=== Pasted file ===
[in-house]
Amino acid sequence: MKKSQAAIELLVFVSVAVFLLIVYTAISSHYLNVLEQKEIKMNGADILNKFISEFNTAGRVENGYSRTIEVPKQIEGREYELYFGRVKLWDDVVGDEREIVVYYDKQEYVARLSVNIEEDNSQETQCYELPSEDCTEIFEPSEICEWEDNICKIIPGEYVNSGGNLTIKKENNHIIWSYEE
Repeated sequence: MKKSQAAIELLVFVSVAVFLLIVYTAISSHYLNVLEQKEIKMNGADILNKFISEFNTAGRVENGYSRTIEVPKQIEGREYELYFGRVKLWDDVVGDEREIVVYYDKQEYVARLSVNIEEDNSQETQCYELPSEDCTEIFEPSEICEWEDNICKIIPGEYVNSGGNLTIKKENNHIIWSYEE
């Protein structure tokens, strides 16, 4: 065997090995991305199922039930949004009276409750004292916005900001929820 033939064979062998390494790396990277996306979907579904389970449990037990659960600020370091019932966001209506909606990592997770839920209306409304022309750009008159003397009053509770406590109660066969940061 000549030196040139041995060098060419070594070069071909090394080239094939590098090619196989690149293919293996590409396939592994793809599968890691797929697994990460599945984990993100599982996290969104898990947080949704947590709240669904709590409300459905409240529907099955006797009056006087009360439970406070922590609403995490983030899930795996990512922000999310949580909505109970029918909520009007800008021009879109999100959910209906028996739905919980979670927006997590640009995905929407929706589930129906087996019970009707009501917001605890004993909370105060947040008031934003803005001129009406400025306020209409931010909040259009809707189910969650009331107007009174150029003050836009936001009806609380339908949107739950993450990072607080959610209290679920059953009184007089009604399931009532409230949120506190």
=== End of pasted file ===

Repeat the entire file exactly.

[in-house]
Amino acid sequence: MKKSQAAIELLVFVSVAVFLLIVYTAISSHYLNVLEQKEIKMNGADILNKFISEFNTAGRVENGYSRTIEVPKQIEGREYELYFGRVKLWDDVVGDEREIVVYYDKQEYVARLSVNIEEDNSQETQCYELPSEDCTEIFEPSEICEWEDNICKIIPGEYVNSGGNLTIKKENNHIIWSYEE
Repeated sequence: MKKSQAAIELLVFVSVAVFLLIVYTAISSHYLNVLEQKEIKMNGADILNKFISEFNTAGRVENGYSRTIEVPKQIEGREYELYFGRVKLWDDVVGDEREIVVYYDKQEYVARLSVNIEEDNSQETQCYELPSEDCTEIFEPSEICEWEDNICKIIPGEYVNSGGNLTIKKENNHIIWSYEE
């Protein structure tokens, strides 16, 4: 065997090995991305199922039930949004009276409750004292916005900001929820 033939064979062998390494790396990277996306979907579904389970449990037990659960600020370091019932966001209506909606990592997770839920209306409304022309750009008159003397009053509770406590109660066969940061 000549030196040139041995060098060419070594070069071909090394080239094939590098090619196989690149293919293996590409396939592994793809599968890691797929697994990460599945984990993100599982996290969104898990947080949704947590709240669904709590409300459905409240529907099955006797009056006087009360439970406070922590609403995490983030899930795996990512922000999310949580909505109970029918909520009007800008021009879109999100959910209906028996739905919980979670927006997590640009995905929407929706589930129906087996019970009707009501917001605890004993909370105060947040008031934003803005001129009406400025306020209409931010909040259009809707189910969650009331107007009174150029003050836009936001009806609380339908949107739950993450990072607080959610209290679920059953009184007089009604399931009532409230949120506190």